Review of Ophthalmology Online



Vol. 22, #39  •   Monday, September 20, 2021


In this Issue:




Blood Pressure & Glaucomatous Progression

Researchers evaluated the effect of systemic arterial blood pressure on rates of progressive structural damage over time in glaucoma, as part of a retrospective cohort study.

A total of 7,501 eyes of 3,976 individuals with glaucoma or suspected of having glaucoma from the Duke Glaucoma Registry were included.

Linear mixed models were used to investigate the effects of BP on the rates of retinal nerve fiber layer loss from spectral-domain optical coherence tomography over time. Models were adjusted for intraocular pressure, gender, race, diagnosis, central corneal thickness, follow-up time and baseline disease severity.

Main outcome measures included effect of mean arterial pressure (MAP), systolic arterial pressure (SAP) and diastolic arterial pressure (DAP) on rates of RNFL loss over time.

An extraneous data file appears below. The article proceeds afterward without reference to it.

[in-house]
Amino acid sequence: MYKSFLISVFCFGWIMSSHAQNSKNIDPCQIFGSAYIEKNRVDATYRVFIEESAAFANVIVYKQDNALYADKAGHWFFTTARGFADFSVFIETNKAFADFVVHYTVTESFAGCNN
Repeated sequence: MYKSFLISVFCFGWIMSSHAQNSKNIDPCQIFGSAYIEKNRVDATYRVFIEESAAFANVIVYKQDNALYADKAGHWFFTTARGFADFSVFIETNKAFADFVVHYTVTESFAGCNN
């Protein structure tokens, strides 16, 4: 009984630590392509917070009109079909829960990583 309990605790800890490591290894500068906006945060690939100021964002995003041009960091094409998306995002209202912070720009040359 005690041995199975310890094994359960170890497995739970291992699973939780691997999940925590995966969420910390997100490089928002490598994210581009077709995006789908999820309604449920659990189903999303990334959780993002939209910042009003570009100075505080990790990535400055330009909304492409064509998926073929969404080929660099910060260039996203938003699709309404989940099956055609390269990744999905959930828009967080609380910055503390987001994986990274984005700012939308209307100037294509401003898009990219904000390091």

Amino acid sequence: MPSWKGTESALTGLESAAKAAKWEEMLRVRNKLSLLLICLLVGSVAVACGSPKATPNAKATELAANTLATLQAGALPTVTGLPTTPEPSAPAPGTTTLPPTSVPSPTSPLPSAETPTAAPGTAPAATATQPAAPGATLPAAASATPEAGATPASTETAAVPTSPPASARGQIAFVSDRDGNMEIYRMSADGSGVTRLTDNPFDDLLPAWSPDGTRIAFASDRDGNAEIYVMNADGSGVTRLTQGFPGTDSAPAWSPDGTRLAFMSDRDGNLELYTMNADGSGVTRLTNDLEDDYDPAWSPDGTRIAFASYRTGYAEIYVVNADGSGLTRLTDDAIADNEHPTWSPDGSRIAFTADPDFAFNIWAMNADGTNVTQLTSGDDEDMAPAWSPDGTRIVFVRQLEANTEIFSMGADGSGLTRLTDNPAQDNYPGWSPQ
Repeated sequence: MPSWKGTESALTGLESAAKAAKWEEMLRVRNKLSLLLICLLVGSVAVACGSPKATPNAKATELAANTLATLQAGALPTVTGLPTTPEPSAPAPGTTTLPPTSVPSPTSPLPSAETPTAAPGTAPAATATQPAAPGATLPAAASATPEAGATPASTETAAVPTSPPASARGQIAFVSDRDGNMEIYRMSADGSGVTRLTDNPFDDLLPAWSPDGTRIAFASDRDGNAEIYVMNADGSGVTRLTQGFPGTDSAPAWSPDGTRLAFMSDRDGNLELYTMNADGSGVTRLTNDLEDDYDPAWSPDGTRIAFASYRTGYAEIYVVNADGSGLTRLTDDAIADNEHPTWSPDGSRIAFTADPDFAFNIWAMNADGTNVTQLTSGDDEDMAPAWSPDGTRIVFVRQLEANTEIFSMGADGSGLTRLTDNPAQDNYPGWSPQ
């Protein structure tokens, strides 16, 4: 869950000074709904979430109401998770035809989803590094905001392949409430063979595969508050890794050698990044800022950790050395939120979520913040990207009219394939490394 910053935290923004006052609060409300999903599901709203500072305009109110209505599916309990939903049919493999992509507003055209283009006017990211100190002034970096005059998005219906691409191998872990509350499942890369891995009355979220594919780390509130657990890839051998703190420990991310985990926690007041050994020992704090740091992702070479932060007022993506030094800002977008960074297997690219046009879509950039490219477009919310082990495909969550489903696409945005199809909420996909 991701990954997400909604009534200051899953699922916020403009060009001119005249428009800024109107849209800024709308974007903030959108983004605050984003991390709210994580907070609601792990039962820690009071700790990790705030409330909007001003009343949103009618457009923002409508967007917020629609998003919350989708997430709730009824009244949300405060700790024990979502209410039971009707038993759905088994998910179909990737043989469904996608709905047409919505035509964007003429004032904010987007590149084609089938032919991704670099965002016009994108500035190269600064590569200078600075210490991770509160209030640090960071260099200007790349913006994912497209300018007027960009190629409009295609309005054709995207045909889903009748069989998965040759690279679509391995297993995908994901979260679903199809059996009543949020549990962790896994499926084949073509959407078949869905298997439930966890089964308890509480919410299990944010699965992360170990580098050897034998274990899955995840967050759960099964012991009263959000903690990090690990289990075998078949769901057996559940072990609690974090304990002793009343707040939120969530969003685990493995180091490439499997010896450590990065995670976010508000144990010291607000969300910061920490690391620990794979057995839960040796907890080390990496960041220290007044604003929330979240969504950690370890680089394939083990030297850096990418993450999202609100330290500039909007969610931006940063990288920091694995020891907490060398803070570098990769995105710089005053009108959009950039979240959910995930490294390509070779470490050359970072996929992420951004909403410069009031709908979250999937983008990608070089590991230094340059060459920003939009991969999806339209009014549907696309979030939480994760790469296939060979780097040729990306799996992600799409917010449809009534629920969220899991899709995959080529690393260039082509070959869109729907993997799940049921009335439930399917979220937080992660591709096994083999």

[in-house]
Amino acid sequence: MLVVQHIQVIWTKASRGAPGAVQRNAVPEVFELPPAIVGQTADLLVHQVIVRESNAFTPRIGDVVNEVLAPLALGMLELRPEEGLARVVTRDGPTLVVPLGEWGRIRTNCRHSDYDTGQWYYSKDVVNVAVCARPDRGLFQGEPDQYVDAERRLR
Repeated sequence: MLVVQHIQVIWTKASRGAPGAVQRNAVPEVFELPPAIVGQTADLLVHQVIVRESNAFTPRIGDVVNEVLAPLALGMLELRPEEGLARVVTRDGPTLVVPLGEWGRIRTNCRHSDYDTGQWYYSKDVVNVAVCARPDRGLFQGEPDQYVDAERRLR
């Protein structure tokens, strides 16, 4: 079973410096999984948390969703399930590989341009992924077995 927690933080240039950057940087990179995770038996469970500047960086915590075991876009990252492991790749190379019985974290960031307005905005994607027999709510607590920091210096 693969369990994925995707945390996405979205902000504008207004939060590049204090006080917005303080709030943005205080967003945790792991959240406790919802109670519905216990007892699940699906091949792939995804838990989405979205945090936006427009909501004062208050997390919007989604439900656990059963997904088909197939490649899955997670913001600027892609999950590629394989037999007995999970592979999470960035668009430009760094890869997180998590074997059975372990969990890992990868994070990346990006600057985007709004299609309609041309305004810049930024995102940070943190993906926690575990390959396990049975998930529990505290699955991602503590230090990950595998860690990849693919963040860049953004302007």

A total of 157,291 BP visits, 45,408 IOP visits and 30,238 SD-OCT visits were included. Here are some of the findings:
• Mean rate of RNFL change was -0.70 μm/y (CI, -0.72 to -0.67 μm/y).
• In univariable models, MAP, SAP and DAP during follow-up weren’t significantly associated with rates of RNFL loss.
• When adjusted for mean IOP during follow-up, each 10 mmHg lower in mean MAP (-0.06 μm/y; p=0.007) and mean DAP (-0.08 μm/y; p<0.001), but not SAP (-0.01 μm/y; p=0.355), was associated with significantly faster rates of RNFL thickness change over time.
• The effect of the arterial pressure metrics remained significant after additional adjustment for baseline age, diagnosis, sex, race, follow-up time, disease severity and corneal thickness.